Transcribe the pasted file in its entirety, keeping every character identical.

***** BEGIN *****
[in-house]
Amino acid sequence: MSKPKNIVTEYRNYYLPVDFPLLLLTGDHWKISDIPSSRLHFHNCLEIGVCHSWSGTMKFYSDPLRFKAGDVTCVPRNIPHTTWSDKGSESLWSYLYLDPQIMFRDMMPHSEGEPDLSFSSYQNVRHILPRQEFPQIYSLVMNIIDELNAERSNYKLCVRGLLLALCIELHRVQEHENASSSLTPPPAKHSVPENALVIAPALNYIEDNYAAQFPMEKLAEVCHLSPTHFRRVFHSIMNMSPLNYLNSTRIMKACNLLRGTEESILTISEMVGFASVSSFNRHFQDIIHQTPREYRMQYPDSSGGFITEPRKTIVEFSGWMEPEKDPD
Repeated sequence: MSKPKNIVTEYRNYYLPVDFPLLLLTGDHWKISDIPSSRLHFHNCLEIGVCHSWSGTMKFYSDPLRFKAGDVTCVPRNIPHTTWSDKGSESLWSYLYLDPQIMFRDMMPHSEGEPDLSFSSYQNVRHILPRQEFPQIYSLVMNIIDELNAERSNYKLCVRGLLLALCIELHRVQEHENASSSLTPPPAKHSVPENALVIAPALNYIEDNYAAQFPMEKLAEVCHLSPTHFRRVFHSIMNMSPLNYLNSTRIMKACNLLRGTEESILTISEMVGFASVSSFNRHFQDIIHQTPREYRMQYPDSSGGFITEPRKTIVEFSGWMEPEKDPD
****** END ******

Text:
[in-house]
Amino acid sequence: MSKPKNIVTEYRNYYLPVDFPLLLLTGDHWKISDIPSSRLHFHNCLEIGVCHSWSGTMKFYSDPLRFKAGDVTCVPRNIPHTTWSDKGSESLWSYLYLDPQIMFRDMMPHSEGEPDLSFSSYQNVRHILPRQEFPQIYSLVMNIIDELNAERSNYKLCVRGLLLALCIELHRVQEHENASSSLTPPPAKHSVPENALVIAPALNYIEDNYAAQFPMEKLAEVCHLSPTHFRRVFHSIMNMSPLNYLNSTRIMKACNLLRGTEESILTISEMVGFASVSSFNRHFQDIIHQTPREYRMQYPDSSGGFITEPRKTIVEFSGWMEPEKDPD
Repeated sequence: MSKPKNIVTEYRNYYLPVDFPLLLLTGDHWKISDIPSSRLHFHNCLEIGVCHSWSGTMKFYSDPLRFKAGDVTCVPRNIPHTTWSDKGSESLWSYLYLDPQIMFRDMMPHSEGEPDLSFSSYQNVRHILPRQEFPQIYSLVMNIIDELNAERSNYKLCVRGLLLALCIELHRVQEHENASSSLTPPPAKHSVPENALVIAPALNYIEDNYAAQFPMEKLAEVCHLSPTHFRRVFHSIMNMSPLNYLNSTRIMKACNLLRGTEESILTISEMVGFASVSSFNRHFQDIIHQTPREYRMQYPDSSGGFITEPRKTIVEFSGWMEPEKDPD